It’s time for some more reading suggestions and in this post I’m going to cheat by borrowing a whole set of suggestions which I found really interesting, from a range of people. Firstly, books to broaden your horizons, by Hilary Mantel, Simon Schama, Lisa Taddeo and more. If you currently feel confined, reading can open up new worlds. Authors and thinkers at this year’s Hay Festival Digital recommend books to take you on a journey.
As you see, the range is wide and rather unexpected, including poetry, prose fiction, non-fiction, memoir, philosophy, children’s literature and commercial catalogues! Not only are the suggestions interesting, but what people have to say about them is fascinating too – including the catalogue. While I don’t expect you to rush to study the latest shopping catalogue which is dropped through your letterbox, and I hope none of you is quite ready yet for a childcare manual, there’s some really good things here. Do you remember books being read to you as a child? Have they made a lasting impression, as suggested? For me it was Jane Austen’s Pride and Prejudice, and it has. It’s also worth thinking about the power of children’s literature, which often includes some of the most powerful storytelling. I used to reread Alan Garner’s Elidor frequently, and his complex, time-bending The Owl Service. In the books I have read to my own children, Peter Dickinson’s The Kin stands out for its amazing anthropological historical sweep. And Malorie Blackman’s Noughts and Crosses has recently been given a new life on the BBC and resonates with current events in America.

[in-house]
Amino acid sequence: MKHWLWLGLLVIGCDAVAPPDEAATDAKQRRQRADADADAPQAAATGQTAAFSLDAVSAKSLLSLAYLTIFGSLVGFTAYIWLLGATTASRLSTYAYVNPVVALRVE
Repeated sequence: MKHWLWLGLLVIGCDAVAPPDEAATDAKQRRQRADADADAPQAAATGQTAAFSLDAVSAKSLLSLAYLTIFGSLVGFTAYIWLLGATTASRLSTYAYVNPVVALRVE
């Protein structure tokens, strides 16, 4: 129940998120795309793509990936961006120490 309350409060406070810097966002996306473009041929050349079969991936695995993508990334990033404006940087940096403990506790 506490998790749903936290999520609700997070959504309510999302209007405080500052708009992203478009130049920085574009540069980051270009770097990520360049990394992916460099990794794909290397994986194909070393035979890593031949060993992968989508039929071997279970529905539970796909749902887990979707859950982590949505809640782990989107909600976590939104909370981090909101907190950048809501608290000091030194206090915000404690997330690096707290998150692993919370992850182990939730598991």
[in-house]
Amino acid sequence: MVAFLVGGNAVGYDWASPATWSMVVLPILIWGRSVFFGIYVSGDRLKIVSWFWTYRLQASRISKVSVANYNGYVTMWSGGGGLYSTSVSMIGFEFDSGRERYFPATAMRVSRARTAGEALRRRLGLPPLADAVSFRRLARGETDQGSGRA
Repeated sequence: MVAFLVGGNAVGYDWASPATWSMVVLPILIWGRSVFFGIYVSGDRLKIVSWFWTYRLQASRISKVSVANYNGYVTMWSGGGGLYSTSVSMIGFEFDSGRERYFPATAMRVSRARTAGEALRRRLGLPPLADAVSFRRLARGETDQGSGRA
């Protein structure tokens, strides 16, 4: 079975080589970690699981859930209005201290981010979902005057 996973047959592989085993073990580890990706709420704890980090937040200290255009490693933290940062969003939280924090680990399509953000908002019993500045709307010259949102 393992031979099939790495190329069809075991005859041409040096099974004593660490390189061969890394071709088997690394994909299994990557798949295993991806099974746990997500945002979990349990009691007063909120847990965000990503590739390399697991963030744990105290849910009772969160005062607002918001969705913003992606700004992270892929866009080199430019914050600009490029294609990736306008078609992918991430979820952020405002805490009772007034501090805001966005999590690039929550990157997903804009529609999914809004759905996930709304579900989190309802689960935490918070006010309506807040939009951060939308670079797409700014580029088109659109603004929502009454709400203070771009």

I’d be interested to know about your own experiences of books that have made a difference as you have grown up. And it doesn’t have to be your A Level texts!